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Director's Memo 2022-4-18

Monday, April 18, 2022

Six inducted into Oklahoma CareerTech Hall of Fame

The Oklahoma CareerTech Foundation inducted six people into the Oklahoma Career and Technology Education Hall of Fame on Thursday evening.

This year’s inductees are Kent Boggs, Carolyn Cotton, Nancy Randolph Davis, Bob Funk, Phil Waul and Greg Winters.

“Oklahoma is well known for having the best CareerTech System in the nation, and the six people we are honoring tonight played starring roles in the state’s journey to becoming the best in career and technical education,” said Lee Denney, Oklahoma CareerTech interim state director.

Read more on the Oklahoma CareerTech website.

 

CareerTech breaking down silos

While silos are great for storing grain on the farm, they’re not so good for education.

In the business world, the silo mentality is described as a reluctance to share information or knowledge across different divisions within a company. Such attitudes reduce efficiency, lower morale, disrupt work flows and weaken the corporate culture. It’s a byproduct of competition between senior managers that is passed on to their employees.

The same is true in education as administrators often avoid sharing or collaborating with colleagues in different systems. Silos pit district against district, school against school and department against department. As a result, resources are wasted, productivity declines and achievement wanes.

Read more about how CareerTech breaks down silos in Interim State Director Lee Denney’s column on The Journal Record’s website.

 

Aerospace webinar planned

Join Oklahoma CareerTech for an aerospace webinar hosted by The Journal Record at 11:30 a.m. Thursday.

“Clear for Takeoff: Get trained in Oklahoma aerospace” will feature Eddie Compton, aerospace and defense industry liaison, Oklahoma CareerTech; Ryan Goertzen, vice president, maintenance workforce development, AAR Corp.; and Geoffrey Camp, Oklahoma state director, aerospace and defense. They will discuss the demand for skilled workers in Oklahoma aerospace and pathways to enter the workforce.

Registration

 

CareerTech Champion: Garrett Hall - Central Technology Center, FFA and SkillsUSA

Garrett Hall suffered a stroke when he was 16 years old. The Cushing High School student, who had been active in football, wrestling, track, band and FFA, was suddenly faced with building a future much different than the one he and his parents had envisioned. 

Both of Hall’s parents were graduates of Meridian Technology Center, and his mother had worked in the CareerTech System since Hall was in elementary school. It was her CareerTech connections (and his father’s advice) that helped him create a new and improved plan for his future.

“My father would always tell me to get into a trade everyone needed, so I would never be out of work and I’d always be able to provide for a family,” Hall said.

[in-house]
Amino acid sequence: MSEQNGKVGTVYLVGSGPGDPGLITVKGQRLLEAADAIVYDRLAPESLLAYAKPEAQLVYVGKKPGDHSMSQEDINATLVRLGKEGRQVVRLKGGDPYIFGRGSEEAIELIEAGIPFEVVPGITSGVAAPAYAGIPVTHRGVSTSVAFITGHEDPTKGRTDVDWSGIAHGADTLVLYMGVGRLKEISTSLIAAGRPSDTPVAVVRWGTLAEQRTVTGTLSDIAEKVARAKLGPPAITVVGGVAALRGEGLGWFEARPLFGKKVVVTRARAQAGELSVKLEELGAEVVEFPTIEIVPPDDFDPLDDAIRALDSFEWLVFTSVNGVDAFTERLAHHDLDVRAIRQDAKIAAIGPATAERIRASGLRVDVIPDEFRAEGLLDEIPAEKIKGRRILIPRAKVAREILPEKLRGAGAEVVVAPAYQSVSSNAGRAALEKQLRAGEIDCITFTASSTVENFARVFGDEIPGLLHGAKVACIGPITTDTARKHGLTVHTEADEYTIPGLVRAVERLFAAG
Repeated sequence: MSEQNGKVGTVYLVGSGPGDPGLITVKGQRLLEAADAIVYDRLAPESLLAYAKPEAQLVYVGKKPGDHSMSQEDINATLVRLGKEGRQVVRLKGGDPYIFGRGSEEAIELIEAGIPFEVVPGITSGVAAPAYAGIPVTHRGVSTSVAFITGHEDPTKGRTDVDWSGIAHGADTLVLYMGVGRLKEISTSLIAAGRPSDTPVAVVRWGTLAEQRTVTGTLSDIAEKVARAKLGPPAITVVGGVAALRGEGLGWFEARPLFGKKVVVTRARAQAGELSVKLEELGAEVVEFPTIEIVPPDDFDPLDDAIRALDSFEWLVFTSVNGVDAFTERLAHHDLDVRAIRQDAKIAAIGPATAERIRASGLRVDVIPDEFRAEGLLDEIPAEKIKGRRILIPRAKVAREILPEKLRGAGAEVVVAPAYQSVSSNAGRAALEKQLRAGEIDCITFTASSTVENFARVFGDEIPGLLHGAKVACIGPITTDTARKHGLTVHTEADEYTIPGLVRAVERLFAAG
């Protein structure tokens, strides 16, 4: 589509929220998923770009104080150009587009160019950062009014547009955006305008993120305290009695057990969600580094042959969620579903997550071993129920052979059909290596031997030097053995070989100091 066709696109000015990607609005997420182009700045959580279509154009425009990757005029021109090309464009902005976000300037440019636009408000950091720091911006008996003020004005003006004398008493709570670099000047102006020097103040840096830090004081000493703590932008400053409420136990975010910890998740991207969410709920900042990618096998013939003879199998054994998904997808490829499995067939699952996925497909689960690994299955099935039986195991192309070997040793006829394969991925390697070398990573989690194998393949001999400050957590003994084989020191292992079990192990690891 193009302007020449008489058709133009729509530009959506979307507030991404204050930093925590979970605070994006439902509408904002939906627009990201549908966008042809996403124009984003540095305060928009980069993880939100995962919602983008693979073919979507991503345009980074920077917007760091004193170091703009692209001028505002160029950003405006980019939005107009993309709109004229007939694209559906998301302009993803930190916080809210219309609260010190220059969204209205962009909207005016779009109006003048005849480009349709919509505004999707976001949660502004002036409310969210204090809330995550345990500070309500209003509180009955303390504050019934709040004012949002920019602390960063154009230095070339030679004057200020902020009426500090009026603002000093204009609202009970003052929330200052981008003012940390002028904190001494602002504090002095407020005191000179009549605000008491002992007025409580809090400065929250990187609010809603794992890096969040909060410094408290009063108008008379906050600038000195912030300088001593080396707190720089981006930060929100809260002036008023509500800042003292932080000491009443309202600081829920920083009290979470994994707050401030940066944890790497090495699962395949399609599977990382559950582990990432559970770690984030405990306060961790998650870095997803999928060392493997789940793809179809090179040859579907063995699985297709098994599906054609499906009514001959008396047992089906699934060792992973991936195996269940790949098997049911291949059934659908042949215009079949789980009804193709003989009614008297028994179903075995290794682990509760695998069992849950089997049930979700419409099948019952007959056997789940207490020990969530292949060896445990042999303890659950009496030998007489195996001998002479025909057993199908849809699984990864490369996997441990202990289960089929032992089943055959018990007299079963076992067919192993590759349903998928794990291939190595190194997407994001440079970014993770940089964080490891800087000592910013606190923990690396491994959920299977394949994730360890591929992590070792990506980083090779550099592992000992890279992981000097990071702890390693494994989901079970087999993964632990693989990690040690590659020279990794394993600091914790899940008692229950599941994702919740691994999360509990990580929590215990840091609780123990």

His mother introduced him to Robert Neil, electrical trades instructor at Central Technology Center. After a conversation about the program and the wide range of career opportunities in electrical trades, Hall enrolled. He attended Central Tech his junior and senior years of high school and added SkillsUSA to his list of extracurricular activities.

With Neil as his mentor, Hall developed a new skill set. Through FFA and SkillsUSA, he improved his communication skills and learned how to work as part of a team, skills he would use throughout his life.

“My teamwork skills taught me that certain people might be better suited for other tasks, and I should let them take the lead on those parts rather than taking on the whole project myself,” he said.

In FFA, Hall competed at the state and national level on ag science, electrical shop and skeet shooting teams. His teams won several state medals, and he and another student even teamed up to earn a gold medal at the national FFA competition. He also competed at the state SkillsUSA contest.

Neil taught him basic electrical safety, and Hall received OSHA 30 certification. He also spent much of his class time learning how to troubleshoot and solve problems.

“I learned to break down the issue and find out what is causing the problem so I can fix it,” he said. “This skill has helped me tremendously.”

The Cushing teenager has made the most of a tragic situation. In 2010, he was named Central Tech Student of the Year, and after high school, he earned his associate degree from Oklahoma State University Institute of Technology, graduating magna cum laude.

Hall worked as a heavy commercial/industrial electrician in Texas until, once again, his mentor changed the trajectory of his life. Neil recruited Hall to teach in the electrical controls program at Tulsa Technology Center. In addition to teaching, Hall is working on a bachelor’s degree at OSU-IT and plans to follow that with a master’s degree, ultimately moving into an administrative position. 

“Being able to attend CareerTech and learn electrical trades gave me hope in my recovery and life,” he said.

 

Red River Tech plans second annual career expo

Red River Technology Center in Duncan will host its second annual job fair and career expo on April 21.

RRTC’s full-time students will be able to attend the fair throughout the day, and it will also be open to the job seekers in the general public this year.

Read more about it on The Duncan Banner’s website.

 

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This is the key to time management -- to see the value of every moment. -- Menachem Mendel Schneerson
Last Modified on Apr 18, 2022
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